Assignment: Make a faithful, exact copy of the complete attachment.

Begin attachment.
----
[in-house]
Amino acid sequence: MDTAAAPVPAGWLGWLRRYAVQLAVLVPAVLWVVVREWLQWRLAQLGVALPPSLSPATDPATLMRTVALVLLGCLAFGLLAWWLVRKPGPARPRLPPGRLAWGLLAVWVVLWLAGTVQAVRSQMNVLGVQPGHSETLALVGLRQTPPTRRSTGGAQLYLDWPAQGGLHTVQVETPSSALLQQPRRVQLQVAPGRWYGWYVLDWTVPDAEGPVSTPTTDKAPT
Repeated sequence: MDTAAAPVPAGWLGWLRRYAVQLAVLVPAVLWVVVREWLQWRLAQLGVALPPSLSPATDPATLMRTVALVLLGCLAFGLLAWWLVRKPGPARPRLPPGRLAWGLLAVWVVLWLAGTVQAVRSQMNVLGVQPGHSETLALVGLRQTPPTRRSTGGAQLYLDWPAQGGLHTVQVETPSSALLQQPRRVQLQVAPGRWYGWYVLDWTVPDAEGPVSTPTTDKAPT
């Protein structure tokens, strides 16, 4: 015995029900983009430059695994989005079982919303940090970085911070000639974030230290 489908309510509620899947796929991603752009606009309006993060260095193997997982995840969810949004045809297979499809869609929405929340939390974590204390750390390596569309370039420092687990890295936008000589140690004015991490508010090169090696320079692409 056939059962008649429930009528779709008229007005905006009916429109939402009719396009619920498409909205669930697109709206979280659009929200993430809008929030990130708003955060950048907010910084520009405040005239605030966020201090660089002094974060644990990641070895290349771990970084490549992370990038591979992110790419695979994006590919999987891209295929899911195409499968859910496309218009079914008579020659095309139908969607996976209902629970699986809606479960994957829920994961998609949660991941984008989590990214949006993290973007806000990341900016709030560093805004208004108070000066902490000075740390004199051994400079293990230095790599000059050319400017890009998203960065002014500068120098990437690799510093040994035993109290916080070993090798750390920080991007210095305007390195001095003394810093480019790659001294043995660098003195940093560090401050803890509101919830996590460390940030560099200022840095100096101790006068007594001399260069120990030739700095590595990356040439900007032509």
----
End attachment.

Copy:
[in-house]
Amino acid sequence: MDTAAAPVPAGWLGWLRRYAVQLAVLVPAVLWVVVREWLQWRLAQLGVALPPSLSPATDPATLMRTVALVLLGCLAFGLLAWWLVRKPGPARPRLPPGRLAWGLLAVWVVLWLAGTVQAVRSQMNVLGVQPGHSETLALVGLRQTPPTRRSTGGAQLYLDWPAQGGLHTVQVETPSSALLQQPRRVQLQVAPGRWYGWYVLDWTVPDAEGPVSTPTTDKAPT
Repeated sequence: MDTAAAPVPAGWLGWLRRYAVQLAVLVPAVLWVVVREWLQWRLAQLGVALPPSLSPATDPATLMRTVALVLLGCLAFGLLAWWLVRKPGPARPRLPPGRLAWGLLAVWVVLWLAGTVQAVRSQMNVLGVQPGHSETLALVGLRQTPPTRRSTGGAQLYLDWPAQGGLHTVQVETPSSALLQQPRRVQLQVAPGRWYGWYVLDWTVPDAEGPVSTPTTDKAPT
């Protein structure tokens, strides 16, 4: 015995029900983009430059695994989005079982919303940090970085911070000639974030230290 489908309510509620899947796929991603752009606009309006993060260095193997997982995840969810949004045809297979499809869609929405929340939390974590204390750390390596569309370039420092687990890295936008000589140690004015991490508010090169090696320079692409 056939059962008649429930009528779709008229007005905006009916429109939402009719396009619920498409909205669930697109709206979280659009929200993430809008929030990130708003955060950048907010910084520009405040005239605030966020201090660089002094974060644990990641070895290349771990970084490549992370990038591979992110790419695979994006590919999987891209295929899911195409499968859910496309218009079914008579020659095309139908969607996976209902629970699986809606479960994957829920994961998609949660991941984008989590990214949006993290973007806000990341900016709030560093805004208004108070000066902490000075740390004199051994400079293990230095790599000059050319400017890009998203960065002014500068120098990437690799510093040994035993109290916080070993090798750390920080991007210095305007390195001095003394810093480019790659001294043995660098003195940093560090401050803890509101919830996590460390940030560099200022840095100096101790006068007594001399260069120990030739700095590595990356040439900007032509």